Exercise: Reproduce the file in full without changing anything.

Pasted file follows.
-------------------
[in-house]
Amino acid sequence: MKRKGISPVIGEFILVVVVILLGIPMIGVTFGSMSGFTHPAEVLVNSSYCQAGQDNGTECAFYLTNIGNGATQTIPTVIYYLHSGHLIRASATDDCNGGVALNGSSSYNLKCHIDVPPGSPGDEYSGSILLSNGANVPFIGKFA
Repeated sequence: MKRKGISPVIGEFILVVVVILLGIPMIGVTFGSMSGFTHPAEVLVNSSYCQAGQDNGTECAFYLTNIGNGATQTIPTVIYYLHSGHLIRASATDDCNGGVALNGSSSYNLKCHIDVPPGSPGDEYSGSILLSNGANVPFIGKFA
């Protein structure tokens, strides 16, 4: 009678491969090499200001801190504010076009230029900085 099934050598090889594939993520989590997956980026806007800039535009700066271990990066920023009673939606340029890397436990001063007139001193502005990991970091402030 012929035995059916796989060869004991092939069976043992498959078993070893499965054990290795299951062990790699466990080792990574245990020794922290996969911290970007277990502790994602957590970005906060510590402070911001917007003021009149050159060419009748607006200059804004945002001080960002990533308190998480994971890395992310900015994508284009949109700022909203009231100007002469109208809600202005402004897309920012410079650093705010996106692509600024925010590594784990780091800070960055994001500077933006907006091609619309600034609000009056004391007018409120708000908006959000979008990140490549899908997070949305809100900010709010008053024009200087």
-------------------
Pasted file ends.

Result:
[in-house]
Amino acid sequence: MKRKGISPVIGEFILVVVVILLGIPMIGVTFGSMSGFTHPAEVLVNSSYCQAGQDNGTECAFYLTNIGNGATQTIPTVIYYLHSGHLIRASATDDCNGGVALNGSSSYNLKCHIDVPPGSPGDEYSGSILLSNGANVPFIGKFA
Repeated sequence: MKRKGISPVIGEFILVVVVILLGIPMIGVTFGSMSGFTHPAEVLVNSSYCQAGQDNGTECAFYLTNIGNGATQTIPTVIYYLHSGHLIRASATDDCNGGVALNGSSSYNLKCHIDVPPGSPGDEYSGSILLSNGANVPFIGKFA
């Protein structure tokens, strides 16, 4: 009678491969090499200001801190504010076009230029900085 099934050598090889594939993520989590997956980026806007800039535009700066271990990066920023009673939606340029890397436990001063007139001193502005990991970091402030 012929035995059916796989060869004991092939069976043992498959078993070893499965054990290795299951062990790699466990080792990574245990020794922290996969911290970007277990502790994602957590970005906060510590402070911001917007003021009149050159060419009748607006200059804004945002001080960002990533308190998480994971890395992310900015994508284009949109700022909203009231100007002469109208809600202005402004897309920012410079650093705010996106692509600024925010590594784990780091800070960055994001500077933006907006091609619309600034609000009056004391007018409120708000908006959000979008990140490549899908997070949305809100900010709010008053024009200087």